Arts & Culture: There have been a number of recent articles on art market hedge funds. It is always interesting to see that in difficult financial times, more financial "gurus" shift gears and try to make money in the art world. These people should stay in, and screw up, those markets they claim to know best - the financial ones ... and the past year has shown us that they can really screw those up.
The art world is a very fickle place and the value of a particular work can be very subjective. Even those of us who have spent our entire lives in it, and are considered experts in their specific field, cannot guarantee which works will perform better than others over a period of time. We can give our best educated guess, but it is still a guess. The manta "only buy what you like" should be strictly adhered to in the art world since the works you buy are going to hang on your walls ... at least I hope they do. If you buy good quality works, that are in excellent condition and from the "right" period for a specific artist, you should, in the long run, do well financially. But is the "long run" 5, 10, 15 or 20 years? Only time will tell.
The main lesson people should have learned from this recent financial crisis is that you do not buy a work of art because you think you are going to make money; you buy it for its beauty and the fact that you want to own a piece of history ... if you buy right, the financial rewards will come. Those who bought into the art market in recent times, figuring that they would make a big score, are now learning a hard, and in some cases expensive, lesson.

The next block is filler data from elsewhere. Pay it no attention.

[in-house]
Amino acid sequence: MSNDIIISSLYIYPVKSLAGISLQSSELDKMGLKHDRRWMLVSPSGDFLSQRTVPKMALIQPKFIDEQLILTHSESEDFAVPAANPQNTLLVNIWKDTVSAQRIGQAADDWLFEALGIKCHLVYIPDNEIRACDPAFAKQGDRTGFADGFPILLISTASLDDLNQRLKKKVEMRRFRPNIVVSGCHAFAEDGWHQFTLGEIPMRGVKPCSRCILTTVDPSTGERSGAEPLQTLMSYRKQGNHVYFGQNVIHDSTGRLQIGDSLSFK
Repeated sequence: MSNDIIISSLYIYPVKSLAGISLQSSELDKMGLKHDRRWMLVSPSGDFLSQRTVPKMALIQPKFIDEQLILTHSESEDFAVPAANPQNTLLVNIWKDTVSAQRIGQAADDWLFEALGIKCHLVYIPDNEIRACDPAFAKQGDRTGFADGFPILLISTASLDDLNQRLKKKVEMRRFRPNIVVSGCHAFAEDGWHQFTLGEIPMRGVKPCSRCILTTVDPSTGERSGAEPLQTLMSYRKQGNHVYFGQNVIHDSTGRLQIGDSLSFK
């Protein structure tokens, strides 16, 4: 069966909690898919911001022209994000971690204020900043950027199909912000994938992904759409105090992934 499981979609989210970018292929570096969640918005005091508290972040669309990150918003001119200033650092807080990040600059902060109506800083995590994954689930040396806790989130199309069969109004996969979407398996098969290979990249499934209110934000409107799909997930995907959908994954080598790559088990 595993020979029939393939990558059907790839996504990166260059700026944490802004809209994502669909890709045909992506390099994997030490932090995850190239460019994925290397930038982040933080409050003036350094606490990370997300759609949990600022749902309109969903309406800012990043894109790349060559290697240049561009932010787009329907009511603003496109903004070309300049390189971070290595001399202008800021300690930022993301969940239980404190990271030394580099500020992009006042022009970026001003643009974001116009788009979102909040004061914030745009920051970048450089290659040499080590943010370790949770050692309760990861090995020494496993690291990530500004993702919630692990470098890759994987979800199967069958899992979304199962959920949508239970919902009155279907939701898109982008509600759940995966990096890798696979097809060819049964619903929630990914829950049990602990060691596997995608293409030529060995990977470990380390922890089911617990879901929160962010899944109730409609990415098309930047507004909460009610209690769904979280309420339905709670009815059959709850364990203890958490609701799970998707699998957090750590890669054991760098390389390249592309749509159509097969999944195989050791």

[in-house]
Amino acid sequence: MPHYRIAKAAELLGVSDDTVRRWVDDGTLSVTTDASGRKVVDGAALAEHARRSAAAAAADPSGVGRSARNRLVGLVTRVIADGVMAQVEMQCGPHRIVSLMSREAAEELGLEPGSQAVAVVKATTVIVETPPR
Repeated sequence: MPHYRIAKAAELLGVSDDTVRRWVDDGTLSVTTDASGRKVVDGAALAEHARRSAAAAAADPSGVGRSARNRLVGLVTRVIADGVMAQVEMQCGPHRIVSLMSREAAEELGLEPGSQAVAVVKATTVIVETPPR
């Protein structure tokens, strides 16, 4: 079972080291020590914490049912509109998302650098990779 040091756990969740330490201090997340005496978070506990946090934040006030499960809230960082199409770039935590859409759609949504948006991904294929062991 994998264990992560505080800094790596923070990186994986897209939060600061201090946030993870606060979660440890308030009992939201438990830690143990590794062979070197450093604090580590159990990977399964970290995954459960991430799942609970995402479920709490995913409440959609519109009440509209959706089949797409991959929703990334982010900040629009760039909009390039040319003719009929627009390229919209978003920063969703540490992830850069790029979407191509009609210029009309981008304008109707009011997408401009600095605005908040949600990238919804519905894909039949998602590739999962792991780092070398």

Over the years, Traditional (Old Master, 19th century and Impressionist) and historically important Contemporary art have proven to be the most financially stable and rewarding -- providing their owners with a good return over a protracted period of time. However, in extremely difficult financial times even those periods will be impacted to varying degrees.
Most art buyers and collectors should realize that if they own a diversified collection they actually have their own art fund hanging on their walls. So is it really necessary to pay some financial "guru" both management and percentage of profit fees for something you can do yourself?
Now if someone really feels the need to create another art fund here is an interesting concept ... bring together the best dealers from each of the different fields as advisors -- the good ones not only know the difference between a good and bad quality work, but what will and will not sell. With that sort of advice, you may have the ingredients for a successful venture.
Howard L. Rehs
Rehs Galleries, Inc, New York City www.rehs.com
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